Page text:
MBIE interactive shows the sharp rise in tourist spending in Hobbiton, the decline of area of land being farmed, and everything you need to know about our regional economy.
The Hobbit film trilogy has helped a spending surge in the Matamata region by tourists from the likes of Australia, Germany, United Kingdom and North America.
The amount spent in the area by those tourists has risen at a greater magnitude over the past five years, relative to 2009 spending, than in any other region in New Zealand.
This trend is revealed in a visualisation of Ministry of Business, Innovation and Employment estimates created by Wellington’s Dragonfly Data Science.
The interactive shows the surge in spending in the Matamata-Piako area from European, English, Australian and North American tourists over the past the five years, relative to their 2009 spending.
In terms of raw figures, Australians spent $12.1 million in the area during the 12 months to March 2014, up 8.5 per cent on the year before. That compared to $3.7 million in the year to March 2009.
German visitors spent less than a million dollars in the region in 2009. This had jumped to $2.7 million during the 12 months to March 2014, according to MBIE estimates. Hobbiton Movie Set Tours, near Matamata, offers visitors the chance to peruse 44 hobbit holes and a working pub where parts of Peter Jackson’s The Hobbit trilogy was shot.
Rise in German spending relative in Matamata-Piako relative to other areas
Hobbiton’s general manager Russell Alexander said the attraction was the only reason international tourists were coming to Matamata.
“That sounds blunt and arrogant but it’s the truth,” he said.
The final movie of the three-part adaptation of J.R.R Tolkien’s novel was released last December and was expected to provide a further boost to New Zealand tourism.
The Government, late last year, estimated that the value of The Hobbit films to local tourism was anywhere between $50 million and $500 million per year.
It builds on the success of the three Lord of the Rings movies, which were credited with making New Zealand a world leader in "film tourism".
Alexander said the growth in visitors to Hobbiton was “massive”.
About 360,000 people visited Hobbiton in the year to March, up from 232,000 in the same period in 2014 and 33,000 in 2011.
The venture had hired 92 new staff in the past three months and now employs more than 200 workers. Alexander didn’t believe Hobbiton’s popularity would wane with time given the trilogy had run its course.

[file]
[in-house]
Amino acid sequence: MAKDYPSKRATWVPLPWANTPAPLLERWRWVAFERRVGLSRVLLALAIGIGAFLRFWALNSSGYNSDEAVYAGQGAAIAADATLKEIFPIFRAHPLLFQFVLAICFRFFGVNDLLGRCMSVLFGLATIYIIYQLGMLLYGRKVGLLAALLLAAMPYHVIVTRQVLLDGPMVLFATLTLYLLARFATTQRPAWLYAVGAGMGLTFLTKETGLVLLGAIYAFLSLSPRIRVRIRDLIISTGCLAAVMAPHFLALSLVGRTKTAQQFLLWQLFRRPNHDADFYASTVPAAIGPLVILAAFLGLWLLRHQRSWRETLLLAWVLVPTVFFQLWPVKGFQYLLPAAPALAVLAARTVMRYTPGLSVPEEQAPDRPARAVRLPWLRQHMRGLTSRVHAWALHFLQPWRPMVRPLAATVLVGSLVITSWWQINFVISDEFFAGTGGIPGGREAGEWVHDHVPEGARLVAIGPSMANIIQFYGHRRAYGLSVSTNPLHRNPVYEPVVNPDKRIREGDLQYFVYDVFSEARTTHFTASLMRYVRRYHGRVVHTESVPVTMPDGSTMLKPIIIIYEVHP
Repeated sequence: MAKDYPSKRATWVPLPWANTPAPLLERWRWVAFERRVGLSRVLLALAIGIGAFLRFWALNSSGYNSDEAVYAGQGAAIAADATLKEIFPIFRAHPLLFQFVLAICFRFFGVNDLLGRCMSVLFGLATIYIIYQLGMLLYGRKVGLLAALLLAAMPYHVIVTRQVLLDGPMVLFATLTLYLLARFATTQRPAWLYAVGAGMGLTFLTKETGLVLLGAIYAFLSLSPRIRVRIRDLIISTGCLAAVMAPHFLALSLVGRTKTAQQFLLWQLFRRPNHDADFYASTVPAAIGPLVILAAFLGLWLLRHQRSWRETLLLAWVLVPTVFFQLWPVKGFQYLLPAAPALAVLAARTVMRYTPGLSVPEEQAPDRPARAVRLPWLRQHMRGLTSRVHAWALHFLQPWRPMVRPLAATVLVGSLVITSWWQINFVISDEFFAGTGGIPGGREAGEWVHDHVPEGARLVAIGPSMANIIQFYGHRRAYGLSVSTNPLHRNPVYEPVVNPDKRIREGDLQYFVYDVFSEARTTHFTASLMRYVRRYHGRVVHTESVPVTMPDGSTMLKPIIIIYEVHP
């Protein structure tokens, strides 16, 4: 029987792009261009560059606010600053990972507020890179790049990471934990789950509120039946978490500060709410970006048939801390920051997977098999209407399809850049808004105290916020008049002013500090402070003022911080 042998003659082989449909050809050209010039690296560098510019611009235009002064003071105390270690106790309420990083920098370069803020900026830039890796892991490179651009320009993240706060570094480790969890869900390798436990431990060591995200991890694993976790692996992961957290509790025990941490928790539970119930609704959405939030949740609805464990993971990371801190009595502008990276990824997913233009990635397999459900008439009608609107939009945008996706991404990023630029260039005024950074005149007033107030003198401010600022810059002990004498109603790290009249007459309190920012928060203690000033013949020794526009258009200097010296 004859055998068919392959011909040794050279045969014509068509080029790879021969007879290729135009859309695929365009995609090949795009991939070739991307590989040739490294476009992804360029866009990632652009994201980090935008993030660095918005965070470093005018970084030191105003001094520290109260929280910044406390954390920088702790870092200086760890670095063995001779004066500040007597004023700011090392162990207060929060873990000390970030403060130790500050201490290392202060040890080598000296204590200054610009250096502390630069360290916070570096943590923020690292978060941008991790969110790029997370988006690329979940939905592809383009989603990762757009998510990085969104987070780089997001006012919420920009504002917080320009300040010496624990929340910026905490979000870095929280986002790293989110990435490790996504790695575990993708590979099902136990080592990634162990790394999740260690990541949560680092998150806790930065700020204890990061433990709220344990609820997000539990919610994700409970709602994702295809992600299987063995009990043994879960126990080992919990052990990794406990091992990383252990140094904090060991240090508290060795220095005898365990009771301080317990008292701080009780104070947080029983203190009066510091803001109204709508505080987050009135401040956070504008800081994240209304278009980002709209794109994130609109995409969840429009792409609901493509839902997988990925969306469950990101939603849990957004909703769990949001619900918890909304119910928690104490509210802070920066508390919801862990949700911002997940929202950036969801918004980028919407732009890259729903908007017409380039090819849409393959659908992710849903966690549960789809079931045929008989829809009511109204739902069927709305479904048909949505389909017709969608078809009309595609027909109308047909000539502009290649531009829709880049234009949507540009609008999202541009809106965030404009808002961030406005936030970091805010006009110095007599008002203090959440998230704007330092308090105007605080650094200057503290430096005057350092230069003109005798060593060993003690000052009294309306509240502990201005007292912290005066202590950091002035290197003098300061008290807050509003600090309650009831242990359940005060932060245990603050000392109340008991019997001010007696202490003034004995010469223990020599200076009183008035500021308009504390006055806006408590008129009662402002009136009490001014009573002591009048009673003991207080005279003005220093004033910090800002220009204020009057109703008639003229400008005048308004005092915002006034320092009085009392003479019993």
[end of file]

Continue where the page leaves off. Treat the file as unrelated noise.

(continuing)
“It’s going to grow, the brand is beyond the movies now. The movies were over a year ago and we don’t see it [visitor numbers] dropping off,” he said.
Thanks to MBIE and Dragonfly Data Science
Although the magnitude of growth over the past half a decade is stark, the $142 million spent in Matamata-Piako in the 12 months to March 2014 is only a tiny proportion of the $17.2 billion spent by both domestic and international tourists here last year.
Farmed land area falls
The area of Auckland land being farmed is 25 per cent less than just over a decade ago, likely because more is being used for housing.
Around 14.1 million hectares (ha) were farmed in this country in 2014, down from 15.6m ha in 2002, according to Ministry of Business Innovation and Employment data.
Across New Zealand, that’s a reduction of 9.3 per cent.
Auckland was leagues ahead of this nationwide average. Its 223,000 ha of farmland in 2014 was more than 25 per cent less than the 302,000 ha in 2002.
Canterbury, New Zealand’s largest farming region by geographic size, was also ahead of the curve with a 14 per cent decline over the 12 year period.
While 3.2m ha was farmed in the region 2002, this dropped to 2.7m ha in 2014.
ASB rural economist Nathan Penny believed the biggest contributor to the nationwide decline would be urbanisation.
“Particularly in somewhere like Auckland - think about a lot of the residential developments in South Auckland and north and west, a lot of them have come out of farmland,” Penny said.
In Canterbury, particularly post-earthquake, land was needed outside the city for housing in places like Rolleston and Rangiora.
“You’d imagine that’s where quite a bit of development has happened on what was previous rural or life-style block land,” Penny said.
While the area of land being farmed in rural strongholds like Waikato and Otago had dropped, the decline over the 12 years was smaller at 6.8 per cent and 3.7 per cent respectively.
Car registrations bounce back
If the rise in the number of new or New Zealand-new cars being registered is an indicator of a region’s growth, then Grey District led the way in 2014.
Just over 460 cars were registered for the first time in the West Coast region last year, up 47 per cent on 2013. This number includes either new cars, or New Zealand new cars previously used overseas.
Growth was also strong in the Far North district of Kaipara, where the 475 new cars registered was up 46 per cent on 2013.
In the country’s more populated areas, growth was also strong.
In Auckland 103,000 new or New Zealand-new cars were registered, up 21 per cent on the year before. New Zealand’s largest city accounted for close to half of all the cars first registered in this country in 2014.
However, on a per-capita basis Christchurch had more new or New Zealand-new car registrations in the year. The Garden City had 731 new or New Zealand-new car registrations for every 10,000 people living there. This compared to 672 per 10,000 people in Auckland.